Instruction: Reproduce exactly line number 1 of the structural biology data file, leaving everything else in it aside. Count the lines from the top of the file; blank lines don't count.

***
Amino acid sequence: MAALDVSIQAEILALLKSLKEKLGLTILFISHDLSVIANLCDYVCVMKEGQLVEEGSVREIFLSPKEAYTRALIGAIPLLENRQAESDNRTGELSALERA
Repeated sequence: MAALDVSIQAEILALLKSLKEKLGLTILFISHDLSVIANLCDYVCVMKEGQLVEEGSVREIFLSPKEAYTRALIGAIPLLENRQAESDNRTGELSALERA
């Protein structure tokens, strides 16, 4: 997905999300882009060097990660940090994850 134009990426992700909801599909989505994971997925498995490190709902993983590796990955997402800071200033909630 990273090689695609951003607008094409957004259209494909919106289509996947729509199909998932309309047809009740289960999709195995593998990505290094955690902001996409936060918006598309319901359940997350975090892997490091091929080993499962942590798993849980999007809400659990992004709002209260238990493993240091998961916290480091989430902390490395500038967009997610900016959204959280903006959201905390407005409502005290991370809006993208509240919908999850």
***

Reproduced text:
Amino acid sequence: MAALDVSIQAEILALLKSLKEKLGLTILFISHDLSVIANLCDYVCVMKEGQLVEEGSVREIFLSPKEAYTRALIGAIPLLENRQAESDNRTGELSALERA